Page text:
Second: Give us heroes.
Loyalty, honor, and integrity were all traits of Trek characters, especially those through The Next Generation. Sure they were conflicted and had personalflaws (Spock dealing with his humanity—Data dealing with his lack thereof), but they were heroic and the types of people we would follow to the ends of the universe.

Third, and most important: Stay true to Gene Rodenberry’s positive vision of the future.
This, more than anything else, is what defined Star Trek and drew us “Old Schoolers” into the franchise. The idea that we will work out our differences and journey out into space to unite different alien races into the Federation of Planets is powerful, uplifting, and compelling. It gives us hope. It allows us to see a bright future for our children in times as dark as these. It gives us faith in technology—that it is good and necessary for our survival. Humans are the only species that completely rely on technology to survive, so Gene found it important to sing its praises while others sought to demonize it. This is the essence of Trek and what made it so great. Yet, Gene Rodenberry’s vision was abandoned to the detriment of the franchise. Resurrecting this hopeful vision will have us “Old Schoolers” flocking to the theaters, dragging along our friends and families to share with them what we hope will be the rebirth of something that millions have enjoyed for over forty years. 20 years ago Roddenberry summed it up best when asked why the franchise had endured:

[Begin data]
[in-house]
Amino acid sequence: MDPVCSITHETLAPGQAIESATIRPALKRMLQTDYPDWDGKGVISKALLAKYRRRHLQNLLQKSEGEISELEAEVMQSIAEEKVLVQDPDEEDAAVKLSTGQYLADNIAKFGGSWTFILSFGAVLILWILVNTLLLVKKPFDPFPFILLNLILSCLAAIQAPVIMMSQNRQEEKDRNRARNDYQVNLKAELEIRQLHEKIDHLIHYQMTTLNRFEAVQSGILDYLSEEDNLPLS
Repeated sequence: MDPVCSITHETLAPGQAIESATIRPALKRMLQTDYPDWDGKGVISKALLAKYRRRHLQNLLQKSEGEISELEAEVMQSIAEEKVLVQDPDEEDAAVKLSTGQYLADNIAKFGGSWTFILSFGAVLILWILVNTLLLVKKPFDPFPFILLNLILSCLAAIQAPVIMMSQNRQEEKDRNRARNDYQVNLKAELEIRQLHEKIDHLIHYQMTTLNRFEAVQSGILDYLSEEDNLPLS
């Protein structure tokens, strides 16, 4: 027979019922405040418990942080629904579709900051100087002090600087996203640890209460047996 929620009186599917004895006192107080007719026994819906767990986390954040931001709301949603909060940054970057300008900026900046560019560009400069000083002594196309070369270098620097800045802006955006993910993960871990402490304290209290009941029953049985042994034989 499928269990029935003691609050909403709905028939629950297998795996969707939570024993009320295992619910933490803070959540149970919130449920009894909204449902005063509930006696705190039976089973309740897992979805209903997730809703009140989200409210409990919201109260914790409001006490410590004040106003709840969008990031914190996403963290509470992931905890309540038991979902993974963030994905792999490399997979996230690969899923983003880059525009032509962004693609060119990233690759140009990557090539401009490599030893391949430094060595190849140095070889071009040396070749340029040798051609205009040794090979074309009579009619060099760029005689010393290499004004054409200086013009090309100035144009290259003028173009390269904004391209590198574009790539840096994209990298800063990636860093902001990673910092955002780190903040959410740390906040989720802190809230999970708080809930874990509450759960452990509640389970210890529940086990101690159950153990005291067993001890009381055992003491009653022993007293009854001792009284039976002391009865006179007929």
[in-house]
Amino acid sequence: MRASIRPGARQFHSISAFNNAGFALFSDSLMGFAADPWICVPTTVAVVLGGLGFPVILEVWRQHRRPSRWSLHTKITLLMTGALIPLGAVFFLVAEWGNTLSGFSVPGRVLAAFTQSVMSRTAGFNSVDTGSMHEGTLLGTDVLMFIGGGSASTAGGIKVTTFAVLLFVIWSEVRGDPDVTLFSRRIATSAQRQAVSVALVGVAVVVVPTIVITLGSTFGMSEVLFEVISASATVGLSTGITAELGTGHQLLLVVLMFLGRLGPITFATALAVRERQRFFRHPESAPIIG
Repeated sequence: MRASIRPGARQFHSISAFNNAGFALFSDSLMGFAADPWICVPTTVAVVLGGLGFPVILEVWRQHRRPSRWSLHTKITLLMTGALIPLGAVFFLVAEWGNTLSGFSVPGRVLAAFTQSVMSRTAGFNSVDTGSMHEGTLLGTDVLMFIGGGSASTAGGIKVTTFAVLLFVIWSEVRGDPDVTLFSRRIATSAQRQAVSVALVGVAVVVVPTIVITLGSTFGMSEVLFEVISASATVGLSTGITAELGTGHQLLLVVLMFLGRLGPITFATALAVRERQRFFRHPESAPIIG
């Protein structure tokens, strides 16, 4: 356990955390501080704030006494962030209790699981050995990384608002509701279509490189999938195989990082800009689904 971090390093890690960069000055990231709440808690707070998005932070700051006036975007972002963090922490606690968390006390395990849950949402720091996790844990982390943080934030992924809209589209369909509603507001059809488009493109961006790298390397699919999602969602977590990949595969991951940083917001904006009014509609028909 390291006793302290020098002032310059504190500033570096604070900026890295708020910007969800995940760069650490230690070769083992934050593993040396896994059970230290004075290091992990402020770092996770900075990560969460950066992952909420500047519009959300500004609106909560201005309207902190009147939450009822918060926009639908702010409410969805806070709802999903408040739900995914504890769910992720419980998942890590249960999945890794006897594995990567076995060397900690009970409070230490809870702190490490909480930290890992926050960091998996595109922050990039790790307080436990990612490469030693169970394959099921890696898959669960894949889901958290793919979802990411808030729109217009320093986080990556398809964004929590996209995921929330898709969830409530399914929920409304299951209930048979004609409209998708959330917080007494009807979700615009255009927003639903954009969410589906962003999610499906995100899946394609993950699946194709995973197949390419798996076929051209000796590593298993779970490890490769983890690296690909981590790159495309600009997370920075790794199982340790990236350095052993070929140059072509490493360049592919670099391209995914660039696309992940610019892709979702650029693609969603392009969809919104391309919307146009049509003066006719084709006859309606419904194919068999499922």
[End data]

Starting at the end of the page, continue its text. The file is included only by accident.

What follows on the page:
There is a tomorrow – we humans are going to make it – we’re something. To any young-minded person, that’s a very important statement
– GR, "Good Morning America"interview with Joan Lunden, 1986.

here we come to save the day…

So, Mr. Abrams, as the member of the “Old School,” if you want to open up Star Trek to a whole new audience, all the while keeping the old guard happy, stay true to the basic premise of Trek, give us heroes, and give us hope. Gene Rodenberry gave us hope — a hope for our future that was bright and compelling. It gave us faith that the human race will go on, thrive, and be a force for good in the galaxy.


NOTE: the preceding is one in our ongoing series of guest editorials, the opinions are those of the author and not necessarily those of TrekMovie.com. TrekMovie.com will continue to support a diversity of opinion and discussion; and we encourages open minds. 


Michael L. Wentz is a writer and lifelong fan of Star Trek — a proud member of “The Old School.” His debut novel “Resurrection of Liberty” has been nominated for several awards,including the 2006 Prometheus Award for Best Novel. Find out more at his Official Website, or his blog: Phantom Reflections.